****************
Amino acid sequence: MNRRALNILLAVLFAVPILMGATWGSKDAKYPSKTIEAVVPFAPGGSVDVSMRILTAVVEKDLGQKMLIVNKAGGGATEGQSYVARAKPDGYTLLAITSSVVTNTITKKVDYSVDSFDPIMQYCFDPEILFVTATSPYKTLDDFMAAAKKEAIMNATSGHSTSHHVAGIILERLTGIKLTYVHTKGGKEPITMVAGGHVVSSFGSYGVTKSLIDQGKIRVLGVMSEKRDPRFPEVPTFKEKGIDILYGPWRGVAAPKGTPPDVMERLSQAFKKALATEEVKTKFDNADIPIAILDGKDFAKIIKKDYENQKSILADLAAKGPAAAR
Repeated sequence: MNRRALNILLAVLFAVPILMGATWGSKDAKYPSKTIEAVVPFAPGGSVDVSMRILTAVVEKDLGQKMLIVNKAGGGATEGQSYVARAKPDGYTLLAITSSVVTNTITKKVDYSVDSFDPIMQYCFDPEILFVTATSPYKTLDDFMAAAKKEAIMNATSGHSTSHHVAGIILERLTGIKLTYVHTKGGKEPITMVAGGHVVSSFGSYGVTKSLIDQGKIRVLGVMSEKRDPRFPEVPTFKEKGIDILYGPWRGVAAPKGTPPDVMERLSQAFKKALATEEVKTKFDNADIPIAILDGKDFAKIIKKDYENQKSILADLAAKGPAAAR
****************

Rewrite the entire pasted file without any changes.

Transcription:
Amino acid sequence: MNRRALNILLAVLFAVPILMGATWGSKDAKYPSKTIEAVVPFAPGGSVDVSMRILTAVVEKDLGQKMLIVNKAGGGATEGQSYVARAKPDGYTLLAITSSVVTNTITKKVDYSVDSFDPIMQYCFDPEILFVTATSPYKTLDDFMAAAKKEAIMNATSGHSTSHHVAGIILERLTGIKLTYVHTKGGKEPITMVAGGHVVSSFGSYGVTKSLIDQGKIRVLGVMSEKRDPRFPEVPTFKEKGIDILYGPWRGVAAPKGTPPDVMERLSQAFKKALATEEVKTKFDNADIPIAILDGKDFAKIIKKDYENQKSILADLAAKGPAAAR
Repeated sequence: MNRRALNILLAVLFAVPILMGATWGSKDAKYPSKTIEAVVPFAPGGSVDVSMRILTAVVEKDLGQKMLIVNKAGGGATEGQSYVARAKPDGYTLLAITSSVVTNTITKKVDYSVDSFDPIMQYCFDPEILFVTATSPYKTLDDFMAAAKKEAIMNATSGHSTSHHVAGIILERLTGIKLTYVHTKGGKEPITMVAGGHVVSSFGSYGVTKSLIDQGKIRVLGVMSEKRDPRFPEVPTFKEKGIDILYGPWRGVAAPKGTPPDVMERLSQAFKKALATEEVKTKFDNADIPIAILDGKDFAKIIKKDYENQKSILADLAAKGPAAAR